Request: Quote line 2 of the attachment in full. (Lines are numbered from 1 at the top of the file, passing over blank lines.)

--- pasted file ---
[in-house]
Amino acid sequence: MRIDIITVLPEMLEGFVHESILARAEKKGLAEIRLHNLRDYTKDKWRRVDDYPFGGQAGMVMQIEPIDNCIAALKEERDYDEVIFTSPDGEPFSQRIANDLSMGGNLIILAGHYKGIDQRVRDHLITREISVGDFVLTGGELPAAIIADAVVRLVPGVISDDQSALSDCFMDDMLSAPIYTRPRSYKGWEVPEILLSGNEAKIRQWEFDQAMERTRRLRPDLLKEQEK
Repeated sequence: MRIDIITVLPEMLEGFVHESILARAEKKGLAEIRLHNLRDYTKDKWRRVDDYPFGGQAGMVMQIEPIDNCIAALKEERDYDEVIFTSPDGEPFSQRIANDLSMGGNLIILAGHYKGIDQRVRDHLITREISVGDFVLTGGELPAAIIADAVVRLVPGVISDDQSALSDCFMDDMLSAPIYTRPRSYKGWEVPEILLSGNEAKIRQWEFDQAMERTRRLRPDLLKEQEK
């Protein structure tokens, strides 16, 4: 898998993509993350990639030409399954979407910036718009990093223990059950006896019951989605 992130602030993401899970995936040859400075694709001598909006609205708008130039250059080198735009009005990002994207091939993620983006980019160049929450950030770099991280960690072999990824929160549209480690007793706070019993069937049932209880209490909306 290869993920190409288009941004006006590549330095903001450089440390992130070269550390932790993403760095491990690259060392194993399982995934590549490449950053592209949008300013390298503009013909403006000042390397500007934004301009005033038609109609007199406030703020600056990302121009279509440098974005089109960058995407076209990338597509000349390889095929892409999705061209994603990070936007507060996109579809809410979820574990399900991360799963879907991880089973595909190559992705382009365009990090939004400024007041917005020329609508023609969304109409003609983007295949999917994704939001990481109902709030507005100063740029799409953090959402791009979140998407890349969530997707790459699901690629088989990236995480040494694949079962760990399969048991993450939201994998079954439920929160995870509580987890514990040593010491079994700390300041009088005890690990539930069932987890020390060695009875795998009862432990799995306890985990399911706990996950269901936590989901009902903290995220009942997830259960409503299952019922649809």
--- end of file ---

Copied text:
Amino acid sequence: MRIDIITVLPEMLEGFVHESILARAEKKGLAEIRLHNLRDYTKDKWRRVDDYPFGGQAGMVMQIEPIDNCIAALKEERDYDEVIFTSPDGEPFSQRIANDLSMGGNLIILAGHYKGIDQRVRDHLITREISVGDFVLTGGELPAAIIADAVVRLVPGVISDDQSALSDCFMDDMLSAPIYTRPRSYKGWEVPEILLSGNEAKIRQWEFDQAMERTRRLRPDLLKEQEK